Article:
Retired volunteer is a pioneer in world blind golf

by Angela Jeffs

Toshitake Hirose is tickled pink to think he is the only Japanese-Aussie in the world to be helping blind golfers play the game they love at the local and international levels.

Visiting friends in Kanagawa Prefecture during Golden Week, he has just finished volunteering his services at the five-day 2006 Blind Golf World Championship, held at the Five Hundred Club in Shizuoka.

“Every two years the best blind golfers in the world get together to compete in the International Blind Golf Association’s World Championship. Last week, American players took three out of the four top places, but with Australian Peter Robinson named champion.”

Blind golf dates from when Clint Russell of Duluth, Minn., who lost his sight when a tire exploded in his face, began playing the game in 1925. By the early 1930s, he was shooting an 84 for 18 holes.

A match between two blind Englishmen and two Americans took place before World War II, leading to the establishment of the United States Blind Golf Association in 1947.

The International Blind Golf Association was established in 1997 at a meeting held in Perth, Western Australia. Which is where Toshitake comes into the picture.

Born in Hokkaido but brought up in Tokyo, he went into announcing, first on the radio and then TV. Then dabbled in law. Ran a construction business, opening hotels and restaurants — and at one point owned eight mah-jongg shops. “Yes, I was busy. Very busy. No time for anything.”

When his son turned 10 and his daughter 7, he began to think. “I was worried about Japanese education. It was all about competition and ‘juku.’ Children had no time to be children.”

Looking around the world, he wondered what country might offer a better alternative, a more relaxed and improved quality of life. “I decided on Australia because if my kids were brought up speaking English and Japanese, they’d be good survivors. I chose Perth because it’s safe and surrounded by lots of wildlife, with a superb coastline and good clean water. I like boating and fishing.”

In the beginning, he admits, his wife was far from keen. “But now she has an interesting job and we both have lots of good friends. We’re out in Scarborough, beach side, about 15 minutes from the center of the city. It’s a great life.”

Last year, though, he sold his cruiser. “My son was going to Japan. My daughter is coming this month. And my wife doesn’t like boating.”

With even more time on his hands, he upped his volunteering activities, and now works for any number of organizations concerned with physical and mental disabilities. His interest in blind golf began four or five years ago, when he spent 10 days training in Perth.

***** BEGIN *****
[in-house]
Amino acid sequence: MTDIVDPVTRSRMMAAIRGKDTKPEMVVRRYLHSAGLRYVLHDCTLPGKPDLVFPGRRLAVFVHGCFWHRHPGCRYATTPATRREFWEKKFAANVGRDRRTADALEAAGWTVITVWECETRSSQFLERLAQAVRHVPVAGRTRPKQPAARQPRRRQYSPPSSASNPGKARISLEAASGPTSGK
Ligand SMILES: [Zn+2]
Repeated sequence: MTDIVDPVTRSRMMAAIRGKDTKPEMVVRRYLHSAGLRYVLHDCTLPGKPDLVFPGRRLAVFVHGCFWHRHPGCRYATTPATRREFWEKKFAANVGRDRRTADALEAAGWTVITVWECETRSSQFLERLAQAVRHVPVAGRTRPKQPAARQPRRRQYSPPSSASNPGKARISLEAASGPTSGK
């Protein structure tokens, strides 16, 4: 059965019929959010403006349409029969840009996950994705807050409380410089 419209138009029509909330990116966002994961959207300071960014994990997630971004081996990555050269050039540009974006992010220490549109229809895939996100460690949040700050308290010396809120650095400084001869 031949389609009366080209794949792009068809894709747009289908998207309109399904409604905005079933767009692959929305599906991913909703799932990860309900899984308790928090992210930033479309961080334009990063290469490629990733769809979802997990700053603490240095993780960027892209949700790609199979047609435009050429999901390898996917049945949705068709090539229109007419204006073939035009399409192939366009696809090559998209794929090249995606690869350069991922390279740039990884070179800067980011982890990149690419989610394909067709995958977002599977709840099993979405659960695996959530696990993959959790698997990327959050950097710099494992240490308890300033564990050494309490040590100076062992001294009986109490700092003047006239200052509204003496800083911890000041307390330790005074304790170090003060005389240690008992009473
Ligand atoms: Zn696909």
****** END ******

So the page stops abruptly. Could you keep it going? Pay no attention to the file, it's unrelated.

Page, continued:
“It was a very good course. We had to wear eye masks for the first few days to understand how it feels (to be unseeing or partially sighted). We then spent four days on a golf course. I was the first Japanese they’d ever trained; it was great last week, because as well as assisting players, I could act as a bridge between native English speakers and Japanese staff on courses.”

Blind golf includes only minor modifications to the standard rules of the game. Disabled players have a sighted caddy who assists the golfer in describing distance, direction and characteristics of the hole, and helps with club head alignment behind the ball prior to the stroke. From this point, the golfer is on his or her own, with their skill determining the resulting stroke. Amazingly, holes in one are not unknown!

Participation in blind golf competitions is determined by a player’s level of sight, using the same categories as in other branches of sport played by the visually impaired. “My regular partner, Marry, was born blind. He plays every week, and I have to be there. He depends on me. Yes, it is a kind of marriage.”

Blind golf, he adds, is only possible when both sides cooperate and understand one another; without the caddy there is no player and without the player there is no caddy. Rather than being a coach, a caddy is the player’s assistant or guide.

Toshitake (who claims his own game is improving as a result) says he has to do everything for Marry. And it’s hard work.

“We need more volunteers, as more blind golfers want to play. We cannot deny them. Often it is their only joy in life. But volunteers tend to be retired people, and we’re not so strong. It’s demanding physical work to carry a bag of clubs on one shoulder, have the player’s arm hooked through your own on the other side and have to guide them safely and successfully for 18 holes.

“It’s hardest when it’s raining, he adds. “No extra arm to carry an umbrella.”

There are currently nine member countries in the international association: Australia, Canada, England, Germany, Ireland, Japan, Northern Ireland, Scotland and the United States of America. It conducts a world championship every two years. The 2004 world championship tournament was held in Australia. This year, Japan. The venue for 2008? Still undecided, “but maybe the U.K.”

In Shizuoka, Toshitake helped Peter Robinson and also Suzy Westwood, “who’s only 16 but very good already. Her father’s her caddy. In terms of reading courses, I’m always the player’s eyes. Australian courses are big and flat. In Japan, they are narrow and hilly.”

Once the championship ended, the work did not stop for several days at least. “There was a lot of clearing up, exhibition matches, helping people to airports. Since then I’ve been wandering around, seeing old friends, drinking beer, enjoying ‘onsen.’ I go back home on May 8.

“On yes, he confirms, Australia is most definitely home. “When people ask where I’m from, I say I’m Japanese but I’m Aussie too!”